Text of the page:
Matt Gaffney’s Wall Street Journal contest crossword, “Take a Number” — pannonica’s write-up
INSTRUCTIONS: “The answer to this week’s contest crossword is how the theme entries are divided.”
Grid solve was rapid. Meta solve was under 5 minutes, once I sorted out a minor
cerebroborborygmus cerebrobombulus and a minor ambiguity. Note that the solution grid here contains partial spoilers—the added circles.
There are a few steps to the meta solution, but it isn’t too tricky.
Part the First. Identify the five themers, helpfully confirmed by their clues’ inclusion of cryptic parentheticals:
- 16a. [Full spin (five letters)] REVOLUTION.
- 36a. [Prez until 2009 (four letters)] DUBYA.
- 52a. [Desperate declaration (seven letters)] BANKRUPTCY.
- 10d. [Beginning (six letters)] ORIGINATION.
- 23d. [Damned-if-you-do, damned-if-you-don’t situation (five letters)] PREDICAMENT.
Part the Second. Recognize that—not atypically for meta crosswords—a lot more is going on in the grid than first meets the eye. Why else would arcana such as 46d [Sediment ridge left by a glacier] ESKER be present? Not to mention less-than-ideal and seemingly improvable fill such as VAS, KEV and KEI? (28d, 3d, 38a)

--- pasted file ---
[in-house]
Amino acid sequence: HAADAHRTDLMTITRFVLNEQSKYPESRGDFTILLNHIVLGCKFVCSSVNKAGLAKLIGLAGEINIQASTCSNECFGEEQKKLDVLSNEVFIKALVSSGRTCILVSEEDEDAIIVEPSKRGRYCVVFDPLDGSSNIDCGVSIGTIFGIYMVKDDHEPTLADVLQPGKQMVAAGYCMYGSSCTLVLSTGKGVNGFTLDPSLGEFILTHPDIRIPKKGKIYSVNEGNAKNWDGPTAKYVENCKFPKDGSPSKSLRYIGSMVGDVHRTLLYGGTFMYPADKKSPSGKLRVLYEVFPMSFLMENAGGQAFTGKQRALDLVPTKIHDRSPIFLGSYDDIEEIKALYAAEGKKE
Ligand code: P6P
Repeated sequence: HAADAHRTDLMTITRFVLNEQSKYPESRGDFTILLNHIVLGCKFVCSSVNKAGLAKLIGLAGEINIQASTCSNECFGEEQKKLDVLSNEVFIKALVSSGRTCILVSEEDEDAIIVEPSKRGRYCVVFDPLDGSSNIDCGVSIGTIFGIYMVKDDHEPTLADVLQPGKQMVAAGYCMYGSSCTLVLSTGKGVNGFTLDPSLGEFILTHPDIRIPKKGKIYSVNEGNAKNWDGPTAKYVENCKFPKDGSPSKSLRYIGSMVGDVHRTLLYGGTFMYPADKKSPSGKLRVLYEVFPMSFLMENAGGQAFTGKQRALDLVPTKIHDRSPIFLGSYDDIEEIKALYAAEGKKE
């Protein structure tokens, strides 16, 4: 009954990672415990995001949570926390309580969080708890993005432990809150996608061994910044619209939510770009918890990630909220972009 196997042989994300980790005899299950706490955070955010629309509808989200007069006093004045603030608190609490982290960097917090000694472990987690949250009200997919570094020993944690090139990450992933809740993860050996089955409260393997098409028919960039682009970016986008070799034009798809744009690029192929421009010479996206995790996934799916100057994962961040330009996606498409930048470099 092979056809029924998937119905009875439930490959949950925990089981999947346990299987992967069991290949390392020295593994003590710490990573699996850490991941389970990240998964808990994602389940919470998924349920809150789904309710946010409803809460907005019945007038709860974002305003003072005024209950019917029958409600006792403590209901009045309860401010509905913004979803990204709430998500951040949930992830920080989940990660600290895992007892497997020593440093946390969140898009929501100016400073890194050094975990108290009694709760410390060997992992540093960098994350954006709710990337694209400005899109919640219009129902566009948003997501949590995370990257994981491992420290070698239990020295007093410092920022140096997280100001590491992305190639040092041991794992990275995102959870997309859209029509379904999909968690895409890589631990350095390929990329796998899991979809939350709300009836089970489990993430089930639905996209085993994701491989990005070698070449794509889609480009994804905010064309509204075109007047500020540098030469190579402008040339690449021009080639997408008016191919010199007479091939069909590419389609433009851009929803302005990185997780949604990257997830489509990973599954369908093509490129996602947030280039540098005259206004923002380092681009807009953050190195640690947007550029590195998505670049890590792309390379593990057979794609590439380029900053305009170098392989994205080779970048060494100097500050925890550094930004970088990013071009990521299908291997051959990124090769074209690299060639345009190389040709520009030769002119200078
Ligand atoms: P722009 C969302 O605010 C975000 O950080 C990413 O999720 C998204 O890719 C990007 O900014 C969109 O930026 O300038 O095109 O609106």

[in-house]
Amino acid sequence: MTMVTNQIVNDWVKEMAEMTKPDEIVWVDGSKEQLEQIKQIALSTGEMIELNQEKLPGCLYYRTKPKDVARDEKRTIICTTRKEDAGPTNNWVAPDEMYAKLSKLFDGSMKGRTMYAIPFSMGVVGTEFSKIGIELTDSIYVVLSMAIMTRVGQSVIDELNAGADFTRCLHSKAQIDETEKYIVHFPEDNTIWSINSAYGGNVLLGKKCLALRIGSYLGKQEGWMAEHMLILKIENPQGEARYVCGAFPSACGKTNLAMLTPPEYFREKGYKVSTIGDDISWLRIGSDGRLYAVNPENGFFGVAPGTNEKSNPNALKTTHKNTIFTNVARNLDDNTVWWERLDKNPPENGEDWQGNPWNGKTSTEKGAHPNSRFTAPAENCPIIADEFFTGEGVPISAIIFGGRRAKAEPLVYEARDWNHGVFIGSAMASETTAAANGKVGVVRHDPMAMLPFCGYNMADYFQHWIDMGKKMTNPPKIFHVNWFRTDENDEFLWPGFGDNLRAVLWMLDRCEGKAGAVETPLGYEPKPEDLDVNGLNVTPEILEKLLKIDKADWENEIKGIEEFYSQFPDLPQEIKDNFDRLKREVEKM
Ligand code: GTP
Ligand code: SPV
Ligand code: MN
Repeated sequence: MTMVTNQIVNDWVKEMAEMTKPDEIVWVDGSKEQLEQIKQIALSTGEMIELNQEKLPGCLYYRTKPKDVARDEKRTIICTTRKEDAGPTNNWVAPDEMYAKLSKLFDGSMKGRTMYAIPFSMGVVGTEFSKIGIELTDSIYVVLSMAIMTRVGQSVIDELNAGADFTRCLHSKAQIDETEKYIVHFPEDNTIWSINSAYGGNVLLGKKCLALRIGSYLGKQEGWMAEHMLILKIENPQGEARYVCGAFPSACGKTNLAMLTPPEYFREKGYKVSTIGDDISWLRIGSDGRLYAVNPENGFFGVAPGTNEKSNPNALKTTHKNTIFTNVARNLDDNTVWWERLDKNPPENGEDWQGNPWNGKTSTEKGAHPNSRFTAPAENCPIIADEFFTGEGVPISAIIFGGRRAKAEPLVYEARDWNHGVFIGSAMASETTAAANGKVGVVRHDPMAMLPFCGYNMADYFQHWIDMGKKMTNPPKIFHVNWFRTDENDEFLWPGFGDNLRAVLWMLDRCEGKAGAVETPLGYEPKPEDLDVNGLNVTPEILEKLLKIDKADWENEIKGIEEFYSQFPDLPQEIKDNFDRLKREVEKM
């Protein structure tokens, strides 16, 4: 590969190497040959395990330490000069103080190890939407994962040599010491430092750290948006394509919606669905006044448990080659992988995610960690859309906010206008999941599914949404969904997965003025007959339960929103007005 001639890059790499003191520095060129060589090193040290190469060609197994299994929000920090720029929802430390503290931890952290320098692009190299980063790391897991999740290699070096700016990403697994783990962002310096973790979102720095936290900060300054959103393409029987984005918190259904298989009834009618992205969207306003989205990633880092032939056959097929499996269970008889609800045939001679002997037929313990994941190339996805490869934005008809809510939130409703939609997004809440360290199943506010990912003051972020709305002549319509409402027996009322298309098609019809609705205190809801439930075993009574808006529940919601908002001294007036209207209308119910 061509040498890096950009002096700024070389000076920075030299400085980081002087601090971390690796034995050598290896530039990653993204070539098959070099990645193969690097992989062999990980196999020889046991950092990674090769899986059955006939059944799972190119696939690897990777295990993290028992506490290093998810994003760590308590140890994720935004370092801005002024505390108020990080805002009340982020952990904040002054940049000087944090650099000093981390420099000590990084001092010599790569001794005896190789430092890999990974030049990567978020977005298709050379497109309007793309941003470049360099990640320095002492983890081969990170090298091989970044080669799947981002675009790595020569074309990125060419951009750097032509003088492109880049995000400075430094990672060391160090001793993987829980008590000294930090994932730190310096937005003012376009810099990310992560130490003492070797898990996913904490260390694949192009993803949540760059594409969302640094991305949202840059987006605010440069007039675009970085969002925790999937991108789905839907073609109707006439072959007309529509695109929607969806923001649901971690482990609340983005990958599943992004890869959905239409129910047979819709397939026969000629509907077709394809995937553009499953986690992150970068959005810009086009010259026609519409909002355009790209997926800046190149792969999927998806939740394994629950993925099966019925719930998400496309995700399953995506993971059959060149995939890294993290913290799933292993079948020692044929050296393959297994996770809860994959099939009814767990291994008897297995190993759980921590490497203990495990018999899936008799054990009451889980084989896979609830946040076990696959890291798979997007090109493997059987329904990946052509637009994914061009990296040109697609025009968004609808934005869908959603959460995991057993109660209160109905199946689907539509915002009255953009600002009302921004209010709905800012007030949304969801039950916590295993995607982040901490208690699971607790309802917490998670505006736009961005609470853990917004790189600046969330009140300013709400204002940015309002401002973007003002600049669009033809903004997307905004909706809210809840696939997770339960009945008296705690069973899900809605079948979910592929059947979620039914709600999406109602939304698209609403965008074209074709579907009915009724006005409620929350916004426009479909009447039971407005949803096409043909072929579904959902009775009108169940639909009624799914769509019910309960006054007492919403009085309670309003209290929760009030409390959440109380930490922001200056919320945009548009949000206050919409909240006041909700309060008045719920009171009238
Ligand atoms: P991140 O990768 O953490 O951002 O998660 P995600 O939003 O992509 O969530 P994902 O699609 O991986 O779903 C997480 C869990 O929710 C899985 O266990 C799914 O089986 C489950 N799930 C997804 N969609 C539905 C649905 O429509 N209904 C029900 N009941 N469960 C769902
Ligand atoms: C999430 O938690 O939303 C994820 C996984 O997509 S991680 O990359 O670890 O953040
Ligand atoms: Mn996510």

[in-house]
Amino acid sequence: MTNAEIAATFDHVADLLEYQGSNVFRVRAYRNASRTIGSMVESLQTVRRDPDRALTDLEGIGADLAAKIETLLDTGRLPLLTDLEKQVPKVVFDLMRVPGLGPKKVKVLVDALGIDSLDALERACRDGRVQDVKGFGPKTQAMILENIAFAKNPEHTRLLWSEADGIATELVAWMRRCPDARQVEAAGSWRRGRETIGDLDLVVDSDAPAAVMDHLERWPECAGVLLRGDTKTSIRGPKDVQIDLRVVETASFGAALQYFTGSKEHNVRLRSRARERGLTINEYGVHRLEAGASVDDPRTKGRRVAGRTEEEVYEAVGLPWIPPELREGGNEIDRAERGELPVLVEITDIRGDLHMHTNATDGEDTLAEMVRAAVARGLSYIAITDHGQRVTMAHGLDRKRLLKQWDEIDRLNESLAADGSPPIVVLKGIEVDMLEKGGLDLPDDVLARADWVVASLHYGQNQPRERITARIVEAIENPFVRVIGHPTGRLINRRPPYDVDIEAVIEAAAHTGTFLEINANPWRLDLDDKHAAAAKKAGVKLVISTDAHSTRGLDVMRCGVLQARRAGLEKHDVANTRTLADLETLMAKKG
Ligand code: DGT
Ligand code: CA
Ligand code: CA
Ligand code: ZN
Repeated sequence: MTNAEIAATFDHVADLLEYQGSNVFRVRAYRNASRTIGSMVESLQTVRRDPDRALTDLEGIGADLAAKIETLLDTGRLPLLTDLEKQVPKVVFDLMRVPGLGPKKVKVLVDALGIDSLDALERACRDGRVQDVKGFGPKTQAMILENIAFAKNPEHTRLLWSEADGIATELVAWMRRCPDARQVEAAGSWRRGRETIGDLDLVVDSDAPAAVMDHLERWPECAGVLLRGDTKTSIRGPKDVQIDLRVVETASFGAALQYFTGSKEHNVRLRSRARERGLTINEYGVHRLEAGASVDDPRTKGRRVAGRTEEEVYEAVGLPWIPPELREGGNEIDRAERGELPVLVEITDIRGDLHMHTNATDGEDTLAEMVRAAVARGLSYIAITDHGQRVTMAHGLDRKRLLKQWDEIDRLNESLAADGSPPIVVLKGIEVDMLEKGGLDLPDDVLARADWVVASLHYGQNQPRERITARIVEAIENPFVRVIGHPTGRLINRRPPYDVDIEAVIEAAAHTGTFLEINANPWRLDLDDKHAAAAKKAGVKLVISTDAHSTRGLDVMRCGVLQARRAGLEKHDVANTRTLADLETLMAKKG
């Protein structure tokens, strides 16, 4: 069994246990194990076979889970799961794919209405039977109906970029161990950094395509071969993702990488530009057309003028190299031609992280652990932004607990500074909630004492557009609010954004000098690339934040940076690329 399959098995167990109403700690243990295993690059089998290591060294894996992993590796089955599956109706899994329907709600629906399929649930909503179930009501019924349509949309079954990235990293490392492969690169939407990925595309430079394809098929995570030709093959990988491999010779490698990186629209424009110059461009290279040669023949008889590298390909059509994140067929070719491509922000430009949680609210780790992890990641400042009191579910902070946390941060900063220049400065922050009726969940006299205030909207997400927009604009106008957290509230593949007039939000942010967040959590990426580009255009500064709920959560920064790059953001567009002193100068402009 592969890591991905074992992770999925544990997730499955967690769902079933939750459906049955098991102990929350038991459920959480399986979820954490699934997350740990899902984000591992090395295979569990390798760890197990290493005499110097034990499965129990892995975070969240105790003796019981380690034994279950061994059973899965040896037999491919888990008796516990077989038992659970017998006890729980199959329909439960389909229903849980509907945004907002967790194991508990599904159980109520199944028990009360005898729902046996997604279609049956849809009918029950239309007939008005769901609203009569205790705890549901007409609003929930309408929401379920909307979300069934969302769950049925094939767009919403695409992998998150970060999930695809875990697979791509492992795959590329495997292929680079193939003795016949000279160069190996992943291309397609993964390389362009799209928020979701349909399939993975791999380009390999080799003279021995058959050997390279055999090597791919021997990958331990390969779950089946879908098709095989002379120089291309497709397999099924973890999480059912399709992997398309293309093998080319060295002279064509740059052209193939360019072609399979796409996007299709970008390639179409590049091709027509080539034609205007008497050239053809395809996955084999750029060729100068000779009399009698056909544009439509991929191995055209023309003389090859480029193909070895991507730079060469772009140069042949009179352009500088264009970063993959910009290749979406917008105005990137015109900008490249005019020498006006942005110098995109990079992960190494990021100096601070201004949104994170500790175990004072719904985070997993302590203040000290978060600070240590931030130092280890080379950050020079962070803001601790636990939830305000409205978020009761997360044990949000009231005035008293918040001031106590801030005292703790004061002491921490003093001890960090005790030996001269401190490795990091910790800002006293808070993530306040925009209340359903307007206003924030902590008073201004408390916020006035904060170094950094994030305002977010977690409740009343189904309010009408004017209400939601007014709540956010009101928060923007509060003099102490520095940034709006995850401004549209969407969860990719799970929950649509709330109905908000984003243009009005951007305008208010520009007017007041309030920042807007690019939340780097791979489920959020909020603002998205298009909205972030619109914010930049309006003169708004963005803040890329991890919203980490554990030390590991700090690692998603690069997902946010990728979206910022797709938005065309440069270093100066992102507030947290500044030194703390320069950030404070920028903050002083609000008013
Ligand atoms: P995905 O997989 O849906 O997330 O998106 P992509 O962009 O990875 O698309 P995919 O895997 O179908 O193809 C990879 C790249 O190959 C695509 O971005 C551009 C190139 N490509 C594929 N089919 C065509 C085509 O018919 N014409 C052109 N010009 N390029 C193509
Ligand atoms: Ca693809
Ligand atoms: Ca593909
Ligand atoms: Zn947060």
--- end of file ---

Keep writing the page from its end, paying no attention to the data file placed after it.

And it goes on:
Part the Third. Sense that the theme clues and answers are a bit strained, have some tension between them. Keeping in mind the title (BIG HINT) and instructions, think about this in relation to numbers. Like maybe that a PREDICAMENT sounds like a catch-22, or that one type of bankruptcy is called Chapter 11 (among other numbers). Or notice that BUSH is in the grid, helpfully proximate to DUBYA … and it’s ‘four letters’ long!
Part the Fourth. Put this all together. Match the entries and the numbers.
- [Full spin (five letters)] ≈ (58a) THREE–sixty. This was the trickiest of the five by far. I was thinking more along the lines of the Beatles’ ‘Revolution No. 9’
- [Pres until 2009 (four letters) ≈ (20d) BUSH 43. Aforementioned brain fart had me write down 44 for this.
- [Desperate declaration (seven letters) ≈ (44a) CHAPTER 11 (not 7 or 13, as it turns out). Aforementioned ambiguity.
- [Beginning (six letters)] ≈ (5d) SQUARE one.
- [Damned-if-you-do, damned-if-you-don’t situation (five letters)] ≈ (6d) CATCH–22.
Part the Fifth. Index those numbers to the contents of the matching squares in the grid; these are the circled squares of the solution grid above. In ascending order (1, 11, 22, 43. 60) they spell IN TWO, which is our meta answer.
On the one hand it’s a tightly constructed meta that works nearly seamlessly. On the other hand, it’s quite easy to guess (but not confirm) the answer from the title and instructions alone. I mean by and large people are going to complete the phrase “… things are divided …” with IN TWO. Am I right or am I wrong?